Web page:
Take the 2-minute tour ×
Stack Overflow is a question and answer site for professional and enthusiast programmers. It's 100% free, no registration required.

I have a short C program that writes into a file until there is no more space on disk:

#include <stdio.h>

int main(void) {
  char c[] = "abcdefghij";
  size_t rez;
  FILE *f = fopen("filldisk.dat", "wb");
  while (1) {
    rez = fwrite(c, 1, sizeof(c), f);
    if (!rez) break;
  }
  fclose(f);
  return 0;
}

When I run the program (in Linux), it stops when the file reaches 2GB.

Is there an internal limitation, due to the FILE structure, or something?

Thanks.

share|improve this question
1  
That sounds like the positive 1/2 of a 32-bit integer. –  Joel Coehoorn Apr 8 '09 at 16:12
    
Which file system is your hard drive formatted as? –  eduffy Apr 8 '09 at 16:13
    
Linux says "vfat", which is FAT32 I think. It is a 4GB flash drive, which is initially (almost) empty. –  Gabriel Apr 8 '09 at 16:19
    
vfat (FAT32) has a limit of 2GB per file anyways, it doesn't matter what you use to code it. –  Mike Cooper Apr 8 '09 at 16:36
    
Isn't it 4GB on FAT32? –  Gabriel Apr 8 '09 at 17:15

2 Answers 2

up vote 21 down vote accepted

On a 32 bits system (i.e. the OS is 32 bits), by default, fopen and co are limited to 32 bits size/offset/etc... You need to enable the large file support, or use the *64 bits option:

http://www.gnu.org/software/libc/manual/html_node/Opening-Streams.html#index-fopen64-931

Then your fs needs to support this, but except fat and other primitive fs, all of them support creating files > 2 gb.

share|improve this answer

it stops when the file reaches 2GB.

Is there an internal limitation, due to the FILE structure, or something?

This is due to the libc (the standard C library), which by default on a x86 (IA-32) Linux system is 32-bit functions provided by glibc (GNU's C Library). So by default the file stream size is based upon 32-bits -- 2^(32-1).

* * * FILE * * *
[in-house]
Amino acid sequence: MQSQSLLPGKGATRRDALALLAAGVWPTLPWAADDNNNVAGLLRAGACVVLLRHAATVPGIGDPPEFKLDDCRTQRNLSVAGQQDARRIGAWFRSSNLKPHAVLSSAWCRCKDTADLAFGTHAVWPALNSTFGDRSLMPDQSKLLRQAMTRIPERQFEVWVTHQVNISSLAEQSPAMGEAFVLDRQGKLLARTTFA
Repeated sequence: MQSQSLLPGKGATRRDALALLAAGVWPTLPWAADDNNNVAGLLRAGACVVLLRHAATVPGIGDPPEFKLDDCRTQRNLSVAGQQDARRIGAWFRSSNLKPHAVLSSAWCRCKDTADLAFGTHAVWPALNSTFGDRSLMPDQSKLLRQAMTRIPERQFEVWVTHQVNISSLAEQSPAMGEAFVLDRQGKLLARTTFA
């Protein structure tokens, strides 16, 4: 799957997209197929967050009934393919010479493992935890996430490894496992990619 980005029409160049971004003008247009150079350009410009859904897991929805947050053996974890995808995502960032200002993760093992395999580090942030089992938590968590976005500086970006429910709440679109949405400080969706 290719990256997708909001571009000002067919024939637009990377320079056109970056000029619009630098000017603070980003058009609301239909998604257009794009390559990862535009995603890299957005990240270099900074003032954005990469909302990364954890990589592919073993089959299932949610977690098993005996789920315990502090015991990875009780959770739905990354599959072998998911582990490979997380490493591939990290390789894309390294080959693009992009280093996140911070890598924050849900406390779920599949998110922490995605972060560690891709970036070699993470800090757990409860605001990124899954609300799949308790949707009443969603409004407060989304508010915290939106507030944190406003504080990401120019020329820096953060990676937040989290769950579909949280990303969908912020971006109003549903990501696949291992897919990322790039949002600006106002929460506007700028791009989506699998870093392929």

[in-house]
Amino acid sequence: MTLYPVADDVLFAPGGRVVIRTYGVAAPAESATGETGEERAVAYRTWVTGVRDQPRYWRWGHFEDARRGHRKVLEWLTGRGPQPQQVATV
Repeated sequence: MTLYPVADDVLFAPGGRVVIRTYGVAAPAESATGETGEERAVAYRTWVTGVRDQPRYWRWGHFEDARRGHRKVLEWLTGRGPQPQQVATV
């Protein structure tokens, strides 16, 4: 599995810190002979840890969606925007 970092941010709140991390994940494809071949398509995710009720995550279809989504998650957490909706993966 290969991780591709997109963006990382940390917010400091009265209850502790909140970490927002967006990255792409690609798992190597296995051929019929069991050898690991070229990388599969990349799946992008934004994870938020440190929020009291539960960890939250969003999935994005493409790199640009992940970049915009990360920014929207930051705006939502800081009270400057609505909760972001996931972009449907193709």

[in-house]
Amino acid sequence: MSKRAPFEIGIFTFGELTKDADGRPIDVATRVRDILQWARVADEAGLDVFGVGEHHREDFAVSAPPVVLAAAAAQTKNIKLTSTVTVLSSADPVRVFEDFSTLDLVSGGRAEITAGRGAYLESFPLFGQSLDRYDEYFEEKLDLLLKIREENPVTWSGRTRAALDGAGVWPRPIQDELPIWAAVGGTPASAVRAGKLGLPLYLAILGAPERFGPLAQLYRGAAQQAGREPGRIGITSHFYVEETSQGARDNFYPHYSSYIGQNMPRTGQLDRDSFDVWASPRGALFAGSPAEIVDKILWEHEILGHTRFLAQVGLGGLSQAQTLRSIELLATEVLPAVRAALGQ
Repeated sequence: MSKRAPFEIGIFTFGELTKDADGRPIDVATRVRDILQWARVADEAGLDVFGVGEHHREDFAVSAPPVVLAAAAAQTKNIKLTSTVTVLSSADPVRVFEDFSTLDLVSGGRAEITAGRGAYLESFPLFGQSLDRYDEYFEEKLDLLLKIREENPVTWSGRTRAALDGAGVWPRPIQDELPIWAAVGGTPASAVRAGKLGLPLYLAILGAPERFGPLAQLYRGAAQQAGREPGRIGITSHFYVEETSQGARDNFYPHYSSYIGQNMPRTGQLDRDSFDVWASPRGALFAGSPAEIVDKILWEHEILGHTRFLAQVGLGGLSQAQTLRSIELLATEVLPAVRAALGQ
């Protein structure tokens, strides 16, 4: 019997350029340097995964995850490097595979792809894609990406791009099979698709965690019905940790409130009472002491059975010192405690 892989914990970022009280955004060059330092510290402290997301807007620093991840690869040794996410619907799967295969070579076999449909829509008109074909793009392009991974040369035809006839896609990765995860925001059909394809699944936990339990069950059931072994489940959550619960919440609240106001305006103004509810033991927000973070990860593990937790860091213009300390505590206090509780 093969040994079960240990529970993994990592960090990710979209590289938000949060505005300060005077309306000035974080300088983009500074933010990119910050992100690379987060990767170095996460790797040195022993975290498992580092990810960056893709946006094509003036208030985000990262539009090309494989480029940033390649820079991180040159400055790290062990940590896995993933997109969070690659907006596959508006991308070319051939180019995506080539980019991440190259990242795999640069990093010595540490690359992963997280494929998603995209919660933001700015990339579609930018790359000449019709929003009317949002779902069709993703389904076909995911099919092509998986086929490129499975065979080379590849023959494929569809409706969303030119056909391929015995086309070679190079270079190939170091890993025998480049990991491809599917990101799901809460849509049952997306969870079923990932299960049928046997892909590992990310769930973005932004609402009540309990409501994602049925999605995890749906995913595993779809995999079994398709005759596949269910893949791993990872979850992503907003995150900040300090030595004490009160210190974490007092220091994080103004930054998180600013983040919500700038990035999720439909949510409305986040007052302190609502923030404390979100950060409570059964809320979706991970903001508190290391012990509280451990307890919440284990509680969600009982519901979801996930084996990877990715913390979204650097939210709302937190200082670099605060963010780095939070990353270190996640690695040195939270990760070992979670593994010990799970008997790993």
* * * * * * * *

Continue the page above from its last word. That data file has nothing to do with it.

For using Large File Support, see the web page.

#define _FILE_OFFSET_BITS  64
#include <stdio.h>

int main(void) {
  char c[] = "abcdefghij";
  size_t rez;
  FILE *f = fopen("filldisk.dat", "wb");
  while (1) {
    rez = fwrite(c, 1, sizeof(c), f);
    if ( rez < sizeof(c) ) { break; }
  }
  fclose(f);
  return 0;
}

Note: Most systems expect fopen (and off_t) to be based on 2^31 file size limit. Replacing them with off64_t and fopen64 makes this explicit, and depending on usage might be best way to go.

share|improve this answer
1  
Never use the *64 functions. Always compile all programs with -D_FILE_OFFSET_BITS=64. –  R.. May 8 '11 at 1:32
    
Mostly agreed, as the *64 functions are not portable, and not well-defined in any standards, but they do make the requirement explicit which may be good in some limited cases. –  mctylr May 10 '11 at 20:33

Your Answer

 
discard

By posting your answer, you agree to the privacy policy and terms of service.

Not the answer you're looking for? Browse other questions tagged or ask your own question.